Bush begins and ends “State of the Question” with reflections on survival. Jewish studies after Auschwitz, he clarifies, cannot be understood without the paramount imperative of survival, and present debates on identity and memory in Jewish studies cannot be understood without the Shoah at least in the background. Yet Bush sees another keyword on the rise as well: the notion of the “courtyard.” In Bahloul’s ethnography, for example, the courtyard is a shared meeting place for Jews and Muslims, “an intermediate place between the street and the home, a symbolic extension of each.” In a similar manner, Cynthia M. Baker’s discussion of the eruv allows her to treat this extension of the home into courtyard and alleyway metaphorically, in Bush's words, “as a theoretical frame through which to reread the intent, if not the method, of rabbinic dicta” (p. 83). In these and other works, the courtyard provides a metaphor for a shared disciplinary space with permeable bounds in which many and different voices can be heard. These voices are not restricted to canonical texts; rather, the courtyard is an open space that welcomes those who may not “reside” within the boundaries of the field and leaves room for voices that might not survive otherwise.
Bush’s final section, “In a New Key,” is an attempt to put such an open forum into practice. This unconventional composition is composed of quotations and brief commentary, only a few of them longer than two or three paragraphs. It begins with a “Cast of Characters” and stage directions for an open house or “a Jewish Studies classroom ... before the teacher arrives” (p. 95). The voices include some with canonical status in Jewish studies, from Yehuda Halevi to Moshe Idel; a wide mix of Jewish writers from Franz Kafka and Edmond Jabès to Shulamith Hareven and Nicole Krauss; and philosophers and critics, from Franz Rosenzweig and Theodor Adorno to Hélène Cixous and Susan Sontag.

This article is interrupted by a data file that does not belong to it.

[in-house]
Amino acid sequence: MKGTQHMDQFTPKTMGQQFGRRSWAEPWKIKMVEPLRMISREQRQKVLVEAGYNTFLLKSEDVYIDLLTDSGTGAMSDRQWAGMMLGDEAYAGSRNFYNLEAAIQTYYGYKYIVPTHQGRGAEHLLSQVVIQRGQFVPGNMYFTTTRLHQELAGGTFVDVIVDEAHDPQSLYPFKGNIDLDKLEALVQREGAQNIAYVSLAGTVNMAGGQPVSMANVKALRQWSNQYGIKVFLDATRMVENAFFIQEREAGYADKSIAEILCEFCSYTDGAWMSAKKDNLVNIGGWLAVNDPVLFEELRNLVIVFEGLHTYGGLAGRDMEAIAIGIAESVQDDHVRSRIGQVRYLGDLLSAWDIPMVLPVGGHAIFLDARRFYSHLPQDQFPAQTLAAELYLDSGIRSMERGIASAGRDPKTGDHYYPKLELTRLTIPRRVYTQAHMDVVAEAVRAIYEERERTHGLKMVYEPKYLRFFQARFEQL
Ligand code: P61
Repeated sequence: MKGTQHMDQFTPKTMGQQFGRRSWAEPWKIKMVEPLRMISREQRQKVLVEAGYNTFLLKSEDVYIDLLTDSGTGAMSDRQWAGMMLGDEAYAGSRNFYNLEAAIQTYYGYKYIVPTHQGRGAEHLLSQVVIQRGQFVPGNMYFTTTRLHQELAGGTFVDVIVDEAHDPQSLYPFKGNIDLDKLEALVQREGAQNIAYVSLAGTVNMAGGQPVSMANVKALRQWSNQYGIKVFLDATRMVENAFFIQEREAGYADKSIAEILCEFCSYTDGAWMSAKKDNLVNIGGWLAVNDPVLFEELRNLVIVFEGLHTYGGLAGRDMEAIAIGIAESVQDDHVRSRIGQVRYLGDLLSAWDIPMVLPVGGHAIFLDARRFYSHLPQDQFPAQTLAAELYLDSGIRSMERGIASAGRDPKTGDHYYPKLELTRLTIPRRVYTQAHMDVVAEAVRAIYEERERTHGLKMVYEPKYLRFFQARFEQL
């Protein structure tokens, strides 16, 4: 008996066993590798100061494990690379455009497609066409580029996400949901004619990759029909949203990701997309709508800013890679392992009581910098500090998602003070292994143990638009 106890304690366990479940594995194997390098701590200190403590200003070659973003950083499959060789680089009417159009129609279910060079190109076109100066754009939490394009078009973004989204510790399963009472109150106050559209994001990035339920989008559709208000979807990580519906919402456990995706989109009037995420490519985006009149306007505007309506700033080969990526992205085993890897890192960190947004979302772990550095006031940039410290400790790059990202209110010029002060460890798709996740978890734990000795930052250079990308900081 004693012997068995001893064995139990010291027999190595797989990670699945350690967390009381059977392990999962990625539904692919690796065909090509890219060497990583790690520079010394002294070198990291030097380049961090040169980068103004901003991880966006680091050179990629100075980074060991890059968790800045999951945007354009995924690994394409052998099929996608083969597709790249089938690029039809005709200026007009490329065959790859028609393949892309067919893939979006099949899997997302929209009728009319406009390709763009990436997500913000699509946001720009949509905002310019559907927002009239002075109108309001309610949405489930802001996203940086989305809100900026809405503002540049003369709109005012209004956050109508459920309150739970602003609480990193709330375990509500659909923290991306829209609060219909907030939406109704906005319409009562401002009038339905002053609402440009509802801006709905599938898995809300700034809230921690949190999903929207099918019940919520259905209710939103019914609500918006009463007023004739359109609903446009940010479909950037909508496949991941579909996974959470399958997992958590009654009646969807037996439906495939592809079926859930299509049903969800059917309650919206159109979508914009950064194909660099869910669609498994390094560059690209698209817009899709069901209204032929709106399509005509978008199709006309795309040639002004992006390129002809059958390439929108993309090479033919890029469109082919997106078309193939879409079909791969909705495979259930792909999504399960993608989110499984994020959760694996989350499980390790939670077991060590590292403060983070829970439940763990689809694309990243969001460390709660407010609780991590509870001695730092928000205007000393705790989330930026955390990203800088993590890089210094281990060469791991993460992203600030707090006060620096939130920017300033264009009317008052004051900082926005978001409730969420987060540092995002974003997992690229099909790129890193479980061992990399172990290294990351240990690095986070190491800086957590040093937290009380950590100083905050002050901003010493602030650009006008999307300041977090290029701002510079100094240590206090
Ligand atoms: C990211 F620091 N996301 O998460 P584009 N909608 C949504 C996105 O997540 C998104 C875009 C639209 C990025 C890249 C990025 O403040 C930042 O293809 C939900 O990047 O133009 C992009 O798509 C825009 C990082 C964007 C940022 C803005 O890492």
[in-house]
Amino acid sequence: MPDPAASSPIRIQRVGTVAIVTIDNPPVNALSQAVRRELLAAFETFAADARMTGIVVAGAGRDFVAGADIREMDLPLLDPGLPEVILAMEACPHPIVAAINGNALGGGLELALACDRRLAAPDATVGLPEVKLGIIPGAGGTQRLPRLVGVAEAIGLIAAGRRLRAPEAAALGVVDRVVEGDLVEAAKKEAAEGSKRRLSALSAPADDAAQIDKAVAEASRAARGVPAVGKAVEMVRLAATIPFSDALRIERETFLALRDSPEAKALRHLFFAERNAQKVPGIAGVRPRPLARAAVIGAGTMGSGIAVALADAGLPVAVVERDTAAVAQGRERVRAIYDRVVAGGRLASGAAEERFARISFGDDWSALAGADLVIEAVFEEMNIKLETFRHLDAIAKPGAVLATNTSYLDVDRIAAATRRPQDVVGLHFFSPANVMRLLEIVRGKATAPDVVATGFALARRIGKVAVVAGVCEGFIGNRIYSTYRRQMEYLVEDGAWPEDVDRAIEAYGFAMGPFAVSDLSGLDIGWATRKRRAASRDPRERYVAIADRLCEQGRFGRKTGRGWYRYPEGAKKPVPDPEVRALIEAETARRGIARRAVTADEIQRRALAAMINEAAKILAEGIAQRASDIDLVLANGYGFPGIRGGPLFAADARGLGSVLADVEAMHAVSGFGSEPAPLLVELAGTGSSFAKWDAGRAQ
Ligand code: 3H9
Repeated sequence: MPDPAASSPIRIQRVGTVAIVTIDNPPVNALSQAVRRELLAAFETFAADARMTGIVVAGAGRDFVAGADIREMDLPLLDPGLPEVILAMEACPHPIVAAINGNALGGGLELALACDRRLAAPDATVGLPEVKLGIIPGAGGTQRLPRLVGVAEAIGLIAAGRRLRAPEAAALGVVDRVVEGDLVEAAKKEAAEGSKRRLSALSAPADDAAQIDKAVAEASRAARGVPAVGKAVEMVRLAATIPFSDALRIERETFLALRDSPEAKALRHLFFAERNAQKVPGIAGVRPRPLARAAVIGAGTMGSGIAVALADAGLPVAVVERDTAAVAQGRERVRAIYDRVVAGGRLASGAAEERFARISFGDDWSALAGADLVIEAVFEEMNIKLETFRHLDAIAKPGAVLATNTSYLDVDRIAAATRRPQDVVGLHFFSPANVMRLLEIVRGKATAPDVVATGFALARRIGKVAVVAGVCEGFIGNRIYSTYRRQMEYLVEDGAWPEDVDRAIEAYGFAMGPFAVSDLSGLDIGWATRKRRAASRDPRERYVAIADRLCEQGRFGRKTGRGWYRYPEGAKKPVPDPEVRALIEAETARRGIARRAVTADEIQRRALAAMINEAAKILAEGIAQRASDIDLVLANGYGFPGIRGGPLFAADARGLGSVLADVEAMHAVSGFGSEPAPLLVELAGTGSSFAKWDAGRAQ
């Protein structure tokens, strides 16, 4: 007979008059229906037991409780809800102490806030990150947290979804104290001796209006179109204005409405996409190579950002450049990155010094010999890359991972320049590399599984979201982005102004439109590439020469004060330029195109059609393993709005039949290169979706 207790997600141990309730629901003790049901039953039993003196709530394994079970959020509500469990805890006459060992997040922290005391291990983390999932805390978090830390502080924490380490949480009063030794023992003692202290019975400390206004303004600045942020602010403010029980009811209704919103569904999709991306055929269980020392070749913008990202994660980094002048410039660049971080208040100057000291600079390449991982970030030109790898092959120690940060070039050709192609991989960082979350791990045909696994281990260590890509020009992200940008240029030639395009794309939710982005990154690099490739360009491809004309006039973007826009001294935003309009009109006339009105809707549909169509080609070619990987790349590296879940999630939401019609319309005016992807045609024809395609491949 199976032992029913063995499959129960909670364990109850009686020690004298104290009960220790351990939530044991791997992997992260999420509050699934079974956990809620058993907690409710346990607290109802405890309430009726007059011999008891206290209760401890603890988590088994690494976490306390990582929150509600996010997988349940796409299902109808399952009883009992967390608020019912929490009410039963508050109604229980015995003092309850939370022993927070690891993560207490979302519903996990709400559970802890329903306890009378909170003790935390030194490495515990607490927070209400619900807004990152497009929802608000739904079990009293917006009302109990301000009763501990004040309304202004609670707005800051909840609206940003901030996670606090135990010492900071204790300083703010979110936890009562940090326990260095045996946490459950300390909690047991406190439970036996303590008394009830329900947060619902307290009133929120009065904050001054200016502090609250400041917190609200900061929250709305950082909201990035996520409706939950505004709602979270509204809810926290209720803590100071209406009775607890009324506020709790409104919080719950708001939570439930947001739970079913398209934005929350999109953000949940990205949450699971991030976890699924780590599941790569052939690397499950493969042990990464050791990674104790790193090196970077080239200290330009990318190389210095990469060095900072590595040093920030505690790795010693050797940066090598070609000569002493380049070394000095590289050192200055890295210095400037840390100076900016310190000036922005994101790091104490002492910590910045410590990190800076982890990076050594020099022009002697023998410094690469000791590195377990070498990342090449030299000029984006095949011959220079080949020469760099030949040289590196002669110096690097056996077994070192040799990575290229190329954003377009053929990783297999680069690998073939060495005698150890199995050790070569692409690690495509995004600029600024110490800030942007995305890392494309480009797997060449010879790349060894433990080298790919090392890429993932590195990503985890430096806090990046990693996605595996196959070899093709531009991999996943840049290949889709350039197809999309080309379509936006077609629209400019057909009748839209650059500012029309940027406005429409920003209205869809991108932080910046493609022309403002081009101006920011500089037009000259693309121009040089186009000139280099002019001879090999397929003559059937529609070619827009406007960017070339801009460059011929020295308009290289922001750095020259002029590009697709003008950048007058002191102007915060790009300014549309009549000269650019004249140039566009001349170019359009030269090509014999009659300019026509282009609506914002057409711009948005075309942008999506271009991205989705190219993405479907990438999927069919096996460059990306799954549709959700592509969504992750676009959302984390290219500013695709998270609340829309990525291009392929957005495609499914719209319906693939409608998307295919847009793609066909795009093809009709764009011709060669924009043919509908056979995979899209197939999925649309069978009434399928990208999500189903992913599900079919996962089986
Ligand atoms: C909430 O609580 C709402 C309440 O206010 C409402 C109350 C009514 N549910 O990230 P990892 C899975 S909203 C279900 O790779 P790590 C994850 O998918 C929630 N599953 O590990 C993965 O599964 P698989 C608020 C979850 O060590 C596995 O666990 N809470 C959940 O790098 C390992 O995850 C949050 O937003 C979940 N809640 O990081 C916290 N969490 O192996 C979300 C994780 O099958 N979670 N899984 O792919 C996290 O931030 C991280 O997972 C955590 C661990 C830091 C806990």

For a scholarly book, and especially for a self-characterized introduction to a field, such an artistic arrangement of theory fragments is certainly unusual. Its value lies in allowing the reader to creatively recognize constellations of ideas across time and disciplines. Its limitation, however, is that Bush leaves much of this work up to the reader. This section may serve well as the basis for discussion with eager and advanced students, yet to appreciate it, or the book as a whole, advanced familiarity with the authors quoted and their works is indispensable. Certainly an enjoyable exercise for those trained in Jewish studies and critical theory, it will likely be a tough read for novices.
The book contains a few inaccuracies (Adorno, e.g., returned to West Germany, not East Germany, several years after the war [p. 94]; Raphael Lemkin originally introduced the term “genocide” in his 1944 study Axis Rule in Occupied Europe, although it is correct that he is to be credited for the legally binding definition in the 1948 U.N. Convention on the Prevention and Punishment of the Crime of Genocide [p. 50]), but they affect neither Bush’s conclusions nor his overall argument. Apart from a more expanded focus on Mizrahi studies, I would also have liked to read more about how scholarship on premodern Jews contributes to the new direction of Jewish studies “beyond Ashkenaz.”
These minor reservations aside, I find Bush’s book a fascinating and thought-provoking inquiry into the history and current state of the field of Jewish studies that helpfully exposes its blind spots and offers an ambitious agenda for its future.
. Joëlle Bahloul, The Architecture of Memory: A Jewish-Muslim Household in Colonial Algeria 1937-1962, trans. Catherine du Péloux Ménagé (Cambridge: Cambridge University Press, 1996), 42, quoted in book under review, 83.
Sebastian Wogenstein. Review of Bush, Andrew, Jewish Studies: A Theoretical Introduction.
H-Judaic, H-Net Reviews.